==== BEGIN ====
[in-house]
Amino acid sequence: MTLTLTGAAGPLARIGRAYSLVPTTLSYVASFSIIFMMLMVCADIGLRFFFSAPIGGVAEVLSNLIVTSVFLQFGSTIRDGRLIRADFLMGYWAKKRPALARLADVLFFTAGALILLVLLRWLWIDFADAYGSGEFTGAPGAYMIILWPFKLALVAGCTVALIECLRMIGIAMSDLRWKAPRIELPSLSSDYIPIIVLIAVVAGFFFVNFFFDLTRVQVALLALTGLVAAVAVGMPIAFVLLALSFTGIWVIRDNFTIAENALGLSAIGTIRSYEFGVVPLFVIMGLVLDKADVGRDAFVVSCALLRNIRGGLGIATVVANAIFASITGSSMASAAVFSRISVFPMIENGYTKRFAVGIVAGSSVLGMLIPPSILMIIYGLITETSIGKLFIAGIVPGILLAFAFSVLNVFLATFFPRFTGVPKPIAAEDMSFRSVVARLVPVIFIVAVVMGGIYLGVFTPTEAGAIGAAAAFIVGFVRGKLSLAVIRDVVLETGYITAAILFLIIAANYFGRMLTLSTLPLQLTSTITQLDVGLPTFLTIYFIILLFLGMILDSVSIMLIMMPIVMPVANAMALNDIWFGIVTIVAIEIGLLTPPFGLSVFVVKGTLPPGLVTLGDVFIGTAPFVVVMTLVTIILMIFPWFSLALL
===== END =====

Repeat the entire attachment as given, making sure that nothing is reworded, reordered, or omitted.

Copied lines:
[in-house]
Amino acid sequence: MTLTLTGAAGPLARIGRAYSLVPTTLSYVASFSIIFMMLMVCADIGLRFFFSAPIGGVAEVLSNLIVTSVFLQFGSTIRDGRLIRADFLMGYWAKKRPALARLADVLFFTAGALILLVLLRWLWIDFADAYGSGEFTGAPGAYMIILWPFKLALVAGCTVALIECLRMIGIAMSDLRWKAPRIELPSLSSDYIPIIVLIAVVAGFFFVNFFFDLTRVQVALLALTGLVAAVAVGMPIAFVLLALSFTGIWVIRDNFTIAENALGLSAIGTIRSYEFGVVPLFVIMGLVLDKADVGRDAFVVSCALLRNIRGGLGIATVVANAIFASITGSSMASAAVFSRISVFPMIENGYTKRFAVGIVAGSSVLGMLIPPSILMIIYGLITETSIGKLFIAGIVPGILLAFAFSVLNVFLATFFPRFTGVPKPIAAEDMSFRSVVARLVPVIFIVAVVMGGIYLGVFTPTEAGAIGAAAAFIVGFVRGKLSLAVIRDVVLETGYITAAILFLIIAANYFGRMLTLSTLPLQLTSTITQLDVGLPTFLTIYFIILLFLGMILDSVSIMLIMMPIVMPVANAMALNDIWFGIVTIVAIEIGLLTPPFGLSVFVVKGTLPPGLVTLGDVFIGTAPFVVVMTLVTIILMIFPWFSLALL